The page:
July 12––Dear Father and Mother, Well I am getting along all right here so far. We have classes and training every day, something every hour. It is too far for me to come home on a weekend leave. How about you meeting me somewhere next Sunday? Get the old car gassed up and ready to go and have someone milk the cows for you Sunday morning. I will call Jenny’s [Jenny Utoft was his aunt] telephone Saturday night between 8 and 9. If I don’t call, I am not coming, then you just stay there. I will explain the details over the phone. I am writing this on some park benches right here in camp. There is a river running by here too. It’s real nice. I have been in Rockford once. It’s a real booming town with all the soldiers spending their money there––.40 a drink for liquor what used to be .15 up at Luck, but they get drunk just the same and in a few days their money is all gone. Hilsen fra, Ruben
PS Take along two of those wheels in the basement, remember those wheels fit on the Ford if you are afraid of a flat tire.
July 20––Dear Mother and Father, I got back all right from my weekend pass. I got back about midnight. I did not have trouble of any kind. I was glad you were able to come and see me. I’ve been kind of tired today, but tonight I’ll get some sleep. When you write to me, tell me when you got home. Ruben
In early August 1942, Ruben did some training out- doors somewhere (this page of the letter is in Danish) where there were a lot of wild blackberries––”one could pick a hat full in no time.” Ruben caught a cold with a fever and ended up in the camp hospital for a few days. On August 10 he wrote:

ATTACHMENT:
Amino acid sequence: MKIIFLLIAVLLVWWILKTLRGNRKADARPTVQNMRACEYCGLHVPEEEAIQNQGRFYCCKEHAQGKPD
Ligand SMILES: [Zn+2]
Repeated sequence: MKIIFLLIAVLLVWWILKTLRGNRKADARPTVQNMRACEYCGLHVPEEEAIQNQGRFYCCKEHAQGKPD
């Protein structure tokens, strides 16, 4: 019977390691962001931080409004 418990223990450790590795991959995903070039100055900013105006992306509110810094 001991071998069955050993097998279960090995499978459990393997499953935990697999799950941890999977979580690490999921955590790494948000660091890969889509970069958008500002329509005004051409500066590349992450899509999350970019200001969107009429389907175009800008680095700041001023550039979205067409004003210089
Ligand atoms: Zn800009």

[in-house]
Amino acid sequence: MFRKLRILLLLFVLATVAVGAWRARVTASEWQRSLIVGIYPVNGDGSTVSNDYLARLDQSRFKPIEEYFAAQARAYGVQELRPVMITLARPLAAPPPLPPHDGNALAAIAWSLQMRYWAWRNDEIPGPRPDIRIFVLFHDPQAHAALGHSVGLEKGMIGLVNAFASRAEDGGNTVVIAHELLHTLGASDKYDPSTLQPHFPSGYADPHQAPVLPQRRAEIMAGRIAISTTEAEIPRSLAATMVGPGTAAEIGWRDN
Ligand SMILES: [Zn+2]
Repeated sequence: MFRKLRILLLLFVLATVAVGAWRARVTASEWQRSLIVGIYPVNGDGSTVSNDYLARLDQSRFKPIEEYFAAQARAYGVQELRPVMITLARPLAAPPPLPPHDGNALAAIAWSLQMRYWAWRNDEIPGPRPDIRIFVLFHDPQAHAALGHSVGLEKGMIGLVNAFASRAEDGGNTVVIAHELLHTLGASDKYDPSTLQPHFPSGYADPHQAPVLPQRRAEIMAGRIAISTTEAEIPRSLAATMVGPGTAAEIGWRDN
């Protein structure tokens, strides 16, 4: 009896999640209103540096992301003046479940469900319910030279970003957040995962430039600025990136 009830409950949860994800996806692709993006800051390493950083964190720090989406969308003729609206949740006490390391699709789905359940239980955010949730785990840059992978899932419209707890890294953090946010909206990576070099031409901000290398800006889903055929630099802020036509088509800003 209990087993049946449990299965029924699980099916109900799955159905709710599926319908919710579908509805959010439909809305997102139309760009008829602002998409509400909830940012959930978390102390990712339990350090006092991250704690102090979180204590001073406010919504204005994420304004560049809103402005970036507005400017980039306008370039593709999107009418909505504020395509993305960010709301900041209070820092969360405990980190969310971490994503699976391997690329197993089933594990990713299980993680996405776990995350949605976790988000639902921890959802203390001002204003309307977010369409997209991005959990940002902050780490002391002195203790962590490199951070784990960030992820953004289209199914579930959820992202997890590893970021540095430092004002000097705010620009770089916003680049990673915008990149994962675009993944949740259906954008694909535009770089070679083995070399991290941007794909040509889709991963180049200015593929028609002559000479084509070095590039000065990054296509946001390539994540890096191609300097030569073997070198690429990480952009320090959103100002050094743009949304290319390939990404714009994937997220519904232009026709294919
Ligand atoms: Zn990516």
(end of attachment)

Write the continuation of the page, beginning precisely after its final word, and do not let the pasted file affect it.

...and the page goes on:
Although I am not at all sick anymore, I still have to stay here. Can’t do a darn thing except eat and sleep. They tell you when to get up and when to go to bed and when to rest. They have a certain time in the afternoon when you are supposed to rest. I will probably get out tomorrow, I hope so as this is very tiresome. I can see you, Dad, working hard on the farm while I am sitting here doing nothing...it don’t make any sense any of it. Your son, Ruben
That was the last letter stateside that I have until one dated December 9 by which time Ruben was on the East Coast. The letter is written on Fort Bragg, North Carolina, stationery, but I don’t know if he actually spent time there.
Dear Father and Mother, thanks for the package today with the pen in it. It was about the only thing you could give me that I could keep. It writes very well. I hope you get enough coffee to drink. We get all we want here. I suppose Wally [cousin Wally Johansen who was in the navy] is in Rhode Island now. I wish I had his address last weekend, I might have been able to see him. I wonder if you have any snow at home yet. Christmas greetings, Ruben
After this there is a long break in the letters until May 1943 when he was in North Africa, landing at Casablanca, Morocco. By this time he was in the Forty-Eighth Ar- mored Medical Battalion and working as a carpenter and all-around handyman building things or repairing equipment. Once Ruben was overseas, all the letters home were in English, probably because they had to be passed by a censor. Officers from the company took turns doing this job, and I assume they had to be written in English to be passed. I know that during the war, my uncle, Aage Petersen, was able to send letters home from Africa and Italy in Danish, but Ruben didn’t or couldn’t. Ruben’s cousin, Chris Johansen, told me that he sometimes wrote in Danish just to irritate the censors, but he also was worried that they might just toss the letters away.